In 1958, Clemente enlisted in the Navy.
He spent six months on active duty at Parris Island, South Carolina and served until 1964. That means that while he was serving, he was also winning World Series.
Announcers kept calling him “Bob” and he kept insisting his name was Roberto.
Even baseball card companies like Topps made cards that red Bob Clemente. Clemente had the Latino burden of constantly combatting the colonization of even his name from Anglo-America.
Even his plaque at the Baseball Hall of Fame used the incorrect name.
Instead of using the Latino naming customs of putting his mother’s maiden name after his father’s last name, they called him “Roberto Walker Clemente.” Decades later they corrected it in 2000 when it was recast properly.
He finished his career with exactly 3,000 hits.
The last one was against the New York Mets on September 30, 1972, and it ended in a double off. Clemente had been asked about this moment years before and in an interview, he doubted whether he would ever even live to see the day.
Clemente was widely honored for his humanitarian efforts during his life.
After the 1972 earthquake in Nicaragua, which decimated the country, Clemente was immediately sending shipments to aid the country. When he learned that the last three shipments had been diverted by the corrupt government, he decided that maybe his presence on the next shipment would make sure the goods got into the right hands.
Unfortunately, the plane crashed immediately after taking off from Puerto Rico.
Apparently, the plane he charted had a history of mechanical problems, and it was also overloaded by 4,200 pounds. Four other people were killed in the crash.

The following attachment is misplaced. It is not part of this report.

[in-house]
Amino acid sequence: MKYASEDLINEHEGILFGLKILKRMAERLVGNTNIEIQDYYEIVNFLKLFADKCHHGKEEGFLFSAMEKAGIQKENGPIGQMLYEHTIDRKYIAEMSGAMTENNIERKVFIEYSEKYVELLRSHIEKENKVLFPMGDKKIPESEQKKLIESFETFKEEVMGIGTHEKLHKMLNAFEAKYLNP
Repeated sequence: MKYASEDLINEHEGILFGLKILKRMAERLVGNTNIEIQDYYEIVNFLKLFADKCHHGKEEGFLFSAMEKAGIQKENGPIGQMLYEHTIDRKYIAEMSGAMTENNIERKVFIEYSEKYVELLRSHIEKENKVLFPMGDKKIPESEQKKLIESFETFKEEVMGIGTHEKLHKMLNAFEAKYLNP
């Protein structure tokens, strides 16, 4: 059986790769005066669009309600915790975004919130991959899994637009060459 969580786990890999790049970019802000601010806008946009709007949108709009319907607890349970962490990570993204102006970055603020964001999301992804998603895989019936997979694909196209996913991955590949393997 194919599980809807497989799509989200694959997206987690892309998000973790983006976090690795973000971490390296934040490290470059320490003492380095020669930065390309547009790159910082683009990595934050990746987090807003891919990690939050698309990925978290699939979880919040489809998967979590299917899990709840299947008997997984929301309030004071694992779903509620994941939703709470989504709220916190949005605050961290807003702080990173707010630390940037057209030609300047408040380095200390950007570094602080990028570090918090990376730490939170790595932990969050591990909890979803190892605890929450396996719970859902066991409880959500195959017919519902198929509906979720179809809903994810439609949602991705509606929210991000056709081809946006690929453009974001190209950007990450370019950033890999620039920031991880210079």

Clemente is the only Hall of Fame member who was inducted against the mandatory five-year waiting period rule.
He was elected posthumously just three months after his tragic passing and inducted three months later. The only Pirates member to not attend his funeral was on the dive team in Puerto Rico attempting to recover his body. It was never found.
Clemente continues to inspire young people y Boricuas to this day.
Bridges are named after him in Pittsburgh.
There’s a whole movie about him called Baseball’s Last Hero: 21 Clemente Stories.
Directed by Richard Rossi, it was the first feature film on the player who was so often overlooked by the media at the time. Rossi feels that Clemente was just as important to baseball as Jackie Robinson and that his number should be universally retired.
Clemente was posthumously awarded a Congressional Gold Medal of Honor for his humanitarian efforts.
His humanitarian efforts will never be forgotten, and neither will his commitment to his roots while paving the way for so many others to follow in his footsteps. Clemente was the first Latino to be named league MVP, World Series MVP and be elected to the Hall of Fame.